“No one has the power to change the nature of the priesthood and no one ever will,” Pope Francis states in a message to French seminarians, signed by his Cardinal Secretary of State, Pietro Parolin, and made public on December 1, 2023. In this two-page letter, sent to a gathering of seminarians in Paris, the Pope defended priestly celibacy, despite recent calls in some circles for the rule to be relaxed.
In his message to more than 600 seminarians from all over France, Cardinal Parolin places celibacy “at the heart” of the priest’s identity. “Priests are celibate – and they wish to be – simply because Jesus was celibate. The requirement of celibacy is not primarily theological, but mystical: may this be understood by he who is able (cf. Mt 19:12),” he writes.
“No one has the power to change the nature of the priesthood and no one ever will, even if the ways in which it is exercised must necessarily take account of changes in today’s society and the serious vocational crisis we are experiencing,” the Italian cardinal explained, on behalf of the Pontiff.
A discussed issue
These words are particularly significant, as this issue has often been the subject of debate within the Catholic Church.
In the conclusions of the German Synodal Way for example, which ended last March, the participants asked the Pope to “reexamine” the discipline of priestly celibacy.
Already in October 2019, the Synod on the Amazon had been marked by controversy over the proposal to ordain married men – under the determination of ‘viri probati’ (men of proven virtue) – in response to the shortage of priests. The proposal voted on by the assembly members was ultimately not retained by Pope Francis in his apostolic exhortation Querida Amazonia (2020).
This theme came up again at the recent Synod on the Future of the Church in Rome in October. The working document on which the Synod’s work was based raised the question of whether “a reflection could be opened concerning the discipline on access to the Priesthood for married men.” However, the final document after the month-long work simply stated that the “disciplinary obligation” of priestly celibacy was a theme that “requires further consideration.”
Pope Francis has confided on several occasions during his pontificate that he didn’t “feel ready” to review the rule of celibacy, while noting that it is a question of discipline, which could be lifted. This is in contrast to the male-only priesthood, a doctrine that couldn’t be changed.
On November 1, in an interview with Italian public television, he said he did not consider that a change would “help.”
The figure of the priest is “no longer recognized”
In the message to the seminarians, Cardinal Parolin noted that in France today, “the ecclesial institution, and with it the figure of the priest, is no longer recognized; it has lost its prestige and natural authority in the eyes of the majority of people, and has even unfortunately been tarnished.”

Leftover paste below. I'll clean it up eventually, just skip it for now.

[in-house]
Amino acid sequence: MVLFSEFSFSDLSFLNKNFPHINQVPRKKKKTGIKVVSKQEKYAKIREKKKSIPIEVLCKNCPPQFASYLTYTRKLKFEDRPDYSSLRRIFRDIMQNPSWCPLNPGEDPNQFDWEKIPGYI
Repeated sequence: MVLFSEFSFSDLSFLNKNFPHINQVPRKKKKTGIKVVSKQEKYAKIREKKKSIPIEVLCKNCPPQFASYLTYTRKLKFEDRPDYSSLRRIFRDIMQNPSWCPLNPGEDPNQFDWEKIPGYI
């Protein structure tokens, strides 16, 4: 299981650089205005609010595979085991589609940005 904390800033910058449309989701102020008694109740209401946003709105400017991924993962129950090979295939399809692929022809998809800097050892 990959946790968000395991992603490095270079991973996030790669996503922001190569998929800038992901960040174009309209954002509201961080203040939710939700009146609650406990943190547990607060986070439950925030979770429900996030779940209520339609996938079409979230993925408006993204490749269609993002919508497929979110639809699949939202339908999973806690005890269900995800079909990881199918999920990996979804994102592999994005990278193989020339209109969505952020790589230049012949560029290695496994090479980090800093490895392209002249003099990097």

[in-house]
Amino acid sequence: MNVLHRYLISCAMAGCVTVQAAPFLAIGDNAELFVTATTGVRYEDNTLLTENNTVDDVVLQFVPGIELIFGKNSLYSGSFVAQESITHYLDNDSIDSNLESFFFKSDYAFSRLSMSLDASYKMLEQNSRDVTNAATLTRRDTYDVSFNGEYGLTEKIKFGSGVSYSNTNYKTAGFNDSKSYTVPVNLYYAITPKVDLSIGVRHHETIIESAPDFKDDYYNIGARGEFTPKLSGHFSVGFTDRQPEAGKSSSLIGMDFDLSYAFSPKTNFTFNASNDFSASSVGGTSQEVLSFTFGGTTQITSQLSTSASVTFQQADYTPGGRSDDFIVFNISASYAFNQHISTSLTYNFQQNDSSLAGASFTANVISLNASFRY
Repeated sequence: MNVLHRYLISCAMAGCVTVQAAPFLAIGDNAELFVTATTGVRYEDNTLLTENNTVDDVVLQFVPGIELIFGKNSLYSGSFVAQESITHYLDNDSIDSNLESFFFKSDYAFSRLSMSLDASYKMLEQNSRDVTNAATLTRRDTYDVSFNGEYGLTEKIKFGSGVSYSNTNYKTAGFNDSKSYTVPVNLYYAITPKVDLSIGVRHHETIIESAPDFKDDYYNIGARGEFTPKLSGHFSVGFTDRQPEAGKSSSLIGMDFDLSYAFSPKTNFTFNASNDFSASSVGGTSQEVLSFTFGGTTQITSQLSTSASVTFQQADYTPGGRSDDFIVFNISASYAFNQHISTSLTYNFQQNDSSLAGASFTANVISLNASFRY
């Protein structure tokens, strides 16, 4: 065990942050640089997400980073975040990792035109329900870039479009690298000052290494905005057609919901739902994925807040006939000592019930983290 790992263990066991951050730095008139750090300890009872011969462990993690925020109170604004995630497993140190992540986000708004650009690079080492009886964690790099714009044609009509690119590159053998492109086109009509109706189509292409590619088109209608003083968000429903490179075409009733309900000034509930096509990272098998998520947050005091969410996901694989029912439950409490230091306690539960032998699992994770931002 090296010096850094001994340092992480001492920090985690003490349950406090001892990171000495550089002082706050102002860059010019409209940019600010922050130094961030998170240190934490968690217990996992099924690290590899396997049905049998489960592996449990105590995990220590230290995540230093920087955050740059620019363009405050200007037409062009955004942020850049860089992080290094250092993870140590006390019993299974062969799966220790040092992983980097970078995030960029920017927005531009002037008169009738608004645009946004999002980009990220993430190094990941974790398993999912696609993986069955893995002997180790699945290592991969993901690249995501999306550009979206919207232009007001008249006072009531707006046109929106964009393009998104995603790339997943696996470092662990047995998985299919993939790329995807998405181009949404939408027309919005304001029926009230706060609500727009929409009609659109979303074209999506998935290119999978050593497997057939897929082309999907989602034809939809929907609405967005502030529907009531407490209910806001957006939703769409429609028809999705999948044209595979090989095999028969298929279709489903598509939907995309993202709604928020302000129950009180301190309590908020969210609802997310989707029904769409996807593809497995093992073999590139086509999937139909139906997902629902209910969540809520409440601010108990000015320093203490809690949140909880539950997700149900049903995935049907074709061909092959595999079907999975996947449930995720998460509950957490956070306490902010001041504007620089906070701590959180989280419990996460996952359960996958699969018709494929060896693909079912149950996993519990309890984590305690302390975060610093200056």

In this context, the Secretary of State advises future priests to commit themselves, as Pope Francis proposes, to “a pastoral style of closeness, compassion, humility, gratuitousness, patience, gentleness, radical self-giving to others, simplicity and poverty. […] This is how the priest will touch the hearts of his faithful, win their trust and bring them face to face with Christ.”
“Countless holy priests have adopted this style in the past, but today it has become a necessity on pain of not being credible or heard,” the cardinal explained.
Love Jesus more than anything else, let his love be enough for you, and you will emerge victorious from every crisis and every difficulty.
Jesus accompanies you along the journey
Despite this seemingly bleak picture, the Holy See’s “number 2” offered a clear solution. “In order to live this demanding, and sometimes harsh, priestly perfection, […] there is only one solution, dear seminarians: Nurture a strong, living and authentic personal relationship with Jesus,” he wrote.
“Love Jesus more than anything else, let his love be enough for you, and you will emerge victorious from every crisis and every difficulty,” he added.
“If Jesus is enough for me, I have no need of great consolations in ministry, or of great pastoral success, or of feeling at the center of extensive relational networks; […] I have no need of disordered affections, or of notoriety, or of having great responsibilities, or of pursuing a career, or of shining in the eyes of the world, or of being better than others; if Jesus is enough for me, I have no need of great material possessions, or of enjoying the seductions of the world, or of security for my future.”
“Your first concern should always be to respond to this call, and to strengthen your union with the One who deigns to make you his friend (cf. Jn 15:15). He is faithful and will be your greatest joy,” the cardinal wrote.
Finally, the message on behalf of Pope Francis pays tribute to the “generosity and boldness of faith” of young people who commit themselves to the priesthood, “despite the difficult times facing our Churches and our secularized Western societies.”
Every year, between 80 and 100 new priests are ordained in France, according to the Conference of French bishops’ website. These candidates are trained in 25 seminaries, one of which is located in Rome.